About the sacring bell: there are occasions when we have no servers, or possibly just one, and so we have got into the habit of ringing the bell from the congregation, except when we know in advance that there will be a full serving team.

If anyone who reads the report would like to visit St Thomas's and see it for themselves, our service times are: Wednesdays and Fridays at 12.30 pm (Low Mass), and Sundays at 10.00 am. All our special services are publicised on the A Church Near You website.

Finally, I'd like to point out that the photo which accompanies the report was not taken on the occasion of Betty's visit. We certainly don't have the Paschal candle lit in September!

Anne, Oxford

24 January 2007

I agree wholeheartedly with Steven's comments about the above report, and likewise have no association with the church or fellow commenter.

I have to add that I don't think Betty knows what she wants from a church. She starts the report saying, "At least there were no crying babies!" and ends, "If they succeed in getting a new priest, he will have to make sure that the worship is livened up a bit and that young people and families feel welcomed and cared for." I'm not sure you'd make them feel very welcome, Betty. And judging by your reaction to the slightly different (bells) bit of the service, and the congregation not being very good at chanting the psalm, I don't think you could cope with livening things up. Families would probably be enough to knock you off your perch.

Lou, Cardiff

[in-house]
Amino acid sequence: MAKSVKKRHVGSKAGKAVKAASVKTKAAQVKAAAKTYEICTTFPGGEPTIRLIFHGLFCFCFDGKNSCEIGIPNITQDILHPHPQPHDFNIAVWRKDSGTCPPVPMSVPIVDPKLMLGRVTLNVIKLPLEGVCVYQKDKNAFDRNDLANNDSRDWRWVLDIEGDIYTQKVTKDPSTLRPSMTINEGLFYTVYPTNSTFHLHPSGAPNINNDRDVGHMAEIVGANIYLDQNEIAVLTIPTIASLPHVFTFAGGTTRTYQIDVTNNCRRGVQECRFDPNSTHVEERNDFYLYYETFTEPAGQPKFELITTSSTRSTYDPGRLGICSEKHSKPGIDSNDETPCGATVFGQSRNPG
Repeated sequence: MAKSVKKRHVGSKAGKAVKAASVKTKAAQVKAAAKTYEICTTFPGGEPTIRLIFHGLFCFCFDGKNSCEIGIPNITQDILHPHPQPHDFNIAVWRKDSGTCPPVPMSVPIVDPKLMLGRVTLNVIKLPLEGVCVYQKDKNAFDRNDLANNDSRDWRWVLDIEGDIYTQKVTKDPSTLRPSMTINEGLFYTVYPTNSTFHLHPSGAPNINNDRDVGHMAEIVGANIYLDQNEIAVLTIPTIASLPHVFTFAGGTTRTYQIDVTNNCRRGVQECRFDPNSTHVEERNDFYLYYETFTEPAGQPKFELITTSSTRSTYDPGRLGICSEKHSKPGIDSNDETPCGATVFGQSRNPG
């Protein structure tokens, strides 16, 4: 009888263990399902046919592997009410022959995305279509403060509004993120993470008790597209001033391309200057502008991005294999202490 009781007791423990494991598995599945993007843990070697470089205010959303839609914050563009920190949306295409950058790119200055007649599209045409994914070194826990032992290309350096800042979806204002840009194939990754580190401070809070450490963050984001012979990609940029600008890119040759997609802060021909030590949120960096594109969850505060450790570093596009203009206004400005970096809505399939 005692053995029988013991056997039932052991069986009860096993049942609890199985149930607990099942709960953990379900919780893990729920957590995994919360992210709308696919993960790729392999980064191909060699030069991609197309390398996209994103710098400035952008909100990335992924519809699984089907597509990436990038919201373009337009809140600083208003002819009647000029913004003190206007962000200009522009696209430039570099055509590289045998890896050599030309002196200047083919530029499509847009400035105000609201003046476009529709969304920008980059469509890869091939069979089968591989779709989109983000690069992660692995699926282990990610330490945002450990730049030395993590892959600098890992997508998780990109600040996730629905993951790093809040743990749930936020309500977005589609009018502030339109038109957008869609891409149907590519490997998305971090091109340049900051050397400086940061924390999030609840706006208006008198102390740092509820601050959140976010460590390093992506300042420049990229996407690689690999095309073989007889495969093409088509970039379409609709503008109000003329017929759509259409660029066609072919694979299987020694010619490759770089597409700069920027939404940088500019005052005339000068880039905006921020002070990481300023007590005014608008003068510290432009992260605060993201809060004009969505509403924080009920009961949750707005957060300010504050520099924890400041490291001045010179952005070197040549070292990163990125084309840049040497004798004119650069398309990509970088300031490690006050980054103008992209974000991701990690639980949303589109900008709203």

23 January 2007

I have no knowledge of the church of St Thomas the Martyr, Oxford. I have no connections with the parish and have never been to the church; indeed I am not a believer! But I cannot help but think that Betty McPhee's report is just a little bit picky, not to mention sweeping.

Betty is indeed greeted with an "hello" and handed books – so "yes" might have been the way to commence this section of her report.

The organist is competent, "but not a cathedral organist by any standard" – well, St Thomas's is not a cathedral.

Betty is shocked to her sensitive trembling core by the ringing of a bell from the back of the church – might I recommend Beta Blockers?

Betty is approached and offered champagne/cava (I suspect it  may even have been offered with a smile), but wishes she could go somewhere where "young people and families feel welcomed and cared for". Give 'em a break, Betty dear!

OK, they were slightly shambolic, not very good at plainsong and the celebrant preached a memorable enough sermon but didn't make eye contact. That doesn't sound like the road to perdition to me, and I'm an atheist.

Drink a little more champagne, Betty. Get out a bit. And if people inviting you to a party to celebrate a milestone in their career still makes you feel thoroughly un-Christian, you might consider a change in religion. The Exclusive Brethren, perhaps?

Steven Rhodes